Robert Avila

Pennies from heaven

Kirk Read's Southern gay evangelical fantasy pays off
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Growing up gay in a military family of evangelical Christians in the Reagan-era South sounds like a tight squeeze for anyone. But as Kirk Read affirms, however claustrophobic one's environment, there's always room for a good fantasy. Besides, Read likes tight squeezes. Read more »

Between two worlds and then some

Ishi: The Last of the Yahi traces history real and imagined
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There have been books, documentaries, feature films, and more than one play about Ishi, the last "wild" California Indian who emerged from the hills of northern California in 1911 and became friend and subject of renowned Berkeley anthropologist Alfred Kroeber and his colleagues. Read more »

Campaign pain?

SF Mime Troupe takes no election-year guff in Red State
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November's presidential election already looms on the horizon like a herpes outbreak, promising nothing so much as a painful, shame-filled denouement to a drunken and ill-conceived flirtation with someone you thought you knew. So it's refreshing that the San Francisco Mime Troupe's seasonal offering of free, rabble-rousing political theater is an election-year special in which the opposing candidates from the two monopolizing parties are conspicuously absent. Read more »

Beyond belief

The Queer issue: The Busy World Is Hushed questions love, family, and faith
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THE QUEER ISSUE Aurora Theater takes on — reportedly — its first gay-themed work with a West Coast premiere of Keith Bunin's almost-too-smart The Busy World Is Hushed, a play that ultimately has as much to do with questions of Christian faith and the mixed blessing/burden of family as with sexual orientation. Read more »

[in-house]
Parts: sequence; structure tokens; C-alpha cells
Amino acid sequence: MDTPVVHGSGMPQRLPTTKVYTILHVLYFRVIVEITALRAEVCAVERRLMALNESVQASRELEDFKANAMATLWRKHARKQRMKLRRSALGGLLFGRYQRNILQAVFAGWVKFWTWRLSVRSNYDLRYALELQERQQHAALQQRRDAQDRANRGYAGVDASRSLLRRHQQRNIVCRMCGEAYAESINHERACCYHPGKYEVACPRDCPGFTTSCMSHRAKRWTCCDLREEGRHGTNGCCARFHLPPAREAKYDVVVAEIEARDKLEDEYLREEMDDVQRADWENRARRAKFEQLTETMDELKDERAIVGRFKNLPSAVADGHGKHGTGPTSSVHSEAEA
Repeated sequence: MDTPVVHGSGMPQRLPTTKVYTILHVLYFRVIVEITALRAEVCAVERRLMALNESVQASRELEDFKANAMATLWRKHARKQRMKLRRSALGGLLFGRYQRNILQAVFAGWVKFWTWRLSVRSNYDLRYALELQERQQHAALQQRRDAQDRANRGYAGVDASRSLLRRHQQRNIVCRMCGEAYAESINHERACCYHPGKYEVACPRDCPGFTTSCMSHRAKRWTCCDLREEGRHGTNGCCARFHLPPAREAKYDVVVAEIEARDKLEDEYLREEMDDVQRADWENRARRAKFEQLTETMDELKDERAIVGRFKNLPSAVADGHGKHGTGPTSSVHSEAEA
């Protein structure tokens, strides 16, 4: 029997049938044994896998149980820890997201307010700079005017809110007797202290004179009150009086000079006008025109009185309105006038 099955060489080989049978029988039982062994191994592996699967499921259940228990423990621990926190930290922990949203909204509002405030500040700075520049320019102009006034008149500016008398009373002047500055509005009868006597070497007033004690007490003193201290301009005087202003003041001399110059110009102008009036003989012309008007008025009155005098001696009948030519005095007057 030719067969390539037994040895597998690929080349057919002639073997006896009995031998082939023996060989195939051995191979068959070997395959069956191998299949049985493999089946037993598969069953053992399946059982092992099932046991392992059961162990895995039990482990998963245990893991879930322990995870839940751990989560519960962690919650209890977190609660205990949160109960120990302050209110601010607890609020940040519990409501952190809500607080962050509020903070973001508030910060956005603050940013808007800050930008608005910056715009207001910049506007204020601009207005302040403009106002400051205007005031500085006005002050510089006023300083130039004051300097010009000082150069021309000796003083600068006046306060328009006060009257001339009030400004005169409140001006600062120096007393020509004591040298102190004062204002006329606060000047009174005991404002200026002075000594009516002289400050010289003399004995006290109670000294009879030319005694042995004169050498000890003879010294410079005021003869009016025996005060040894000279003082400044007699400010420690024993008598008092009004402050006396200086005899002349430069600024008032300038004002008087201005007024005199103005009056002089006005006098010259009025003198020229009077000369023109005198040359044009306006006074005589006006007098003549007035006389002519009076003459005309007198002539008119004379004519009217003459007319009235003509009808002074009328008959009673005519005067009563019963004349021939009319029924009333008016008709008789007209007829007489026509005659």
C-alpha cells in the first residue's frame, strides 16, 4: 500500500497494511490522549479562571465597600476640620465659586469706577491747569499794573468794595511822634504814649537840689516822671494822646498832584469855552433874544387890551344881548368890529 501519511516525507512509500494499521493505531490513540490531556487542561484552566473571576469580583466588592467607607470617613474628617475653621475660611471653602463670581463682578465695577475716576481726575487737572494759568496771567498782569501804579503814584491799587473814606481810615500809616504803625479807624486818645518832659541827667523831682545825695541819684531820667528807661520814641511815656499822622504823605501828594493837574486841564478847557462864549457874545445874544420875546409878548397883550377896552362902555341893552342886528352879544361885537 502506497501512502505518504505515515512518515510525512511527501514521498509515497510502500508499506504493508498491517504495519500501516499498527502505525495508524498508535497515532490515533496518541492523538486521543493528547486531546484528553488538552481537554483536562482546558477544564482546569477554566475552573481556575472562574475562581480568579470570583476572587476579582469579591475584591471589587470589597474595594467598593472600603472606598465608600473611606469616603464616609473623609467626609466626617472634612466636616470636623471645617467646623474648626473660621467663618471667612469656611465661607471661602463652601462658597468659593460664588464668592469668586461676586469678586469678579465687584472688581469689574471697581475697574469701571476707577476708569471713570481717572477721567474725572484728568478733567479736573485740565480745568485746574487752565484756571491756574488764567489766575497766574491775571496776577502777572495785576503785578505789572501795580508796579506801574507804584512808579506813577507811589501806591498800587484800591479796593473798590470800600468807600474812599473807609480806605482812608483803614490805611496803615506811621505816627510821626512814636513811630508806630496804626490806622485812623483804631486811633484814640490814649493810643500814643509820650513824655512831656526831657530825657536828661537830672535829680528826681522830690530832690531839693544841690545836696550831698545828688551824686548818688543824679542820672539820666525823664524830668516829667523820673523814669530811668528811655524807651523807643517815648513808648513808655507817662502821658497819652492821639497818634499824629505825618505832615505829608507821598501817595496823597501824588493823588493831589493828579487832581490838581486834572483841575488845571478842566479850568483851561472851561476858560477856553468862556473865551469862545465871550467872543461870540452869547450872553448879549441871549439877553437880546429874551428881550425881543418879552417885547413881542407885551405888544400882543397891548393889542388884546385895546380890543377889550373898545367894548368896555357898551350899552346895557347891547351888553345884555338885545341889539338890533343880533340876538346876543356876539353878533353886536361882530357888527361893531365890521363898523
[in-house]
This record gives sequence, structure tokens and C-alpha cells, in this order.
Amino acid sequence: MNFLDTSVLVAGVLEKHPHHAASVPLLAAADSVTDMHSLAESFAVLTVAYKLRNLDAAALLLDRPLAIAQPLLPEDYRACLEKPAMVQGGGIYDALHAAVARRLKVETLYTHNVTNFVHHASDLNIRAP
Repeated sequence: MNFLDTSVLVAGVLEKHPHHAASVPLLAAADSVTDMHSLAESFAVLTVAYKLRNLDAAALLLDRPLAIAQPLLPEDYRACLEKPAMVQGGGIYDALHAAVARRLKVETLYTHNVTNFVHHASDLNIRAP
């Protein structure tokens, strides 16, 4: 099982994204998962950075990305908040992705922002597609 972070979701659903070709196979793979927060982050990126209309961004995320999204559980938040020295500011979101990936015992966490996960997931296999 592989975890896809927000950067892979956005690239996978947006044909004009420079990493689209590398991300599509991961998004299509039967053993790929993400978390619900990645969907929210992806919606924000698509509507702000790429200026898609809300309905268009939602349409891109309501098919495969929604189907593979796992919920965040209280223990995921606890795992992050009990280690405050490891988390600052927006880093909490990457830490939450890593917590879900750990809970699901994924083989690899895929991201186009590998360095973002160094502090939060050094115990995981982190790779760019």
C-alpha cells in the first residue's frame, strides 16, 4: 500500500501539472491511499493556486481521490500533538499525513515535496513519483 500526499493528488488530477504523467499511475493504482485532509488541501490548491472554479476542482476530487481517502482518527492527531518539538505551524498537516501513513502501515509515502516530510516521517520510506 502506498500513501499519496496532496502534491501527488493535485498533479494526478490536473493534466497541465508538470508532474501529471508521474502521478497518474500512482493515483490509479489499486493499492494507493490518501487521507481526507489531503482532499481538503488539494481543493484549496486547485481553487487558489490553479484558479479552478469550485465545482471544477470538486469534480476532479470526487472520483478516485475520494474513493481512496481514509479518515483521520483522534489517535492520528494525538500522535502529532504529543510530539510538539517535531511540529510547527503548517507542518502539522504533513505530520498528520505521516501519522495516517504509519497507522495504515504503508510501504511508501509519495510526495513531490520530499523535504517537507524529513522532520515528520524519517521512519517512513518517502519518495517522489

"Chop Shop"

Everyday drama on the harried, often undocumented margins of immigrant life
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REVIEW Ramin Bahrani's first feature, Man Push Cart (2005) — about a struggling Pakistani service worker selling coffee and bagels from a midtown Manhattan pushcart — signaled the arrival of a genuine talent for atmospheric and absorbing realist drama, and an unpreachy champion of America's disregarded immigrant working-class. Read more »

Blood in, blood out

Can incest and vengeance right an upside-down world?
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In John Ford's 'Tis Pity She's a Whore, when Parma's bright and talented Giovanni (Michael Hayden) confesses to Friar Bonaventura (Steven Anthony Jones) his passion for his equally exceptional sister, Annabella (René Augesen), the friar is quick to understand the stakes, declaring, "We have need to pray." He advises Giovanni to turn from so unnatural a desire to repentance and sorrow. Read more »

Facing the music

Trap Door explores moral agency in the Iraq occupation
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Mini video-enhanced chamber operas seem to be the flavor of the month, at least in a certain stretch of the Mission District. Only three weeks ago, Bay Area composer Erling Wold's solo opera Mordake began its world premiere run at Shotwell Studios (as part of the San Francisco International Arts Festival) with inimitable tenor John Duykers in the part of the titular medical mystery and suicide — a pampered Victorian gentleman with the seemingly sentient face of his sisterly "evil twin" pasted to the back of his head. Read more »

Mixed doubles

Yves Jacques talks Robert Lepage and The Andersen Project
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A new work by Robert Lepage is always a major event. In theater, the Quebecois director, actor, and filmmaker stands with the likes of Robert Wilson or Peter Sellars at the pinnacle of theatrical invention and global acclaim. Little wonder that, like Wilson and Sellars, Lepage has found opera a logical outlet for his extraordinary capacities and grand, all-encompassing visions. Read more »

Sweet "Dreams"

Best of Broadway stages Shakespeare by way of South Asia
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Words, words, words. You've probably noticed how Shakespeare's plays are full of them. They skip or loll on the tongue; they tickle or bemuse the ear. Sometimes, and not just for the uninitiated or casually acquainted, they come across with more music than meaning. Read more »

Fig-headed

Theatre de la Jeune Lune's audacious Figaro shakes up a classic
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It's 1792 and the Terror reigns in Paris, the euphoric overthrow of the old regime in the name of universal brotherhood having given way to a fiesta of bloodletting and fear. Hiding out from the revolutionary mob, just a stone's throw from the Bastille, a weathered aristocrat, Count Almaviva (Dominique Serrand), and his reluctantly loyal and much put-upon servant Fig (Steven Epp) carp and cavil and niggle at each other, poking old wounds and replaying the past. Read more »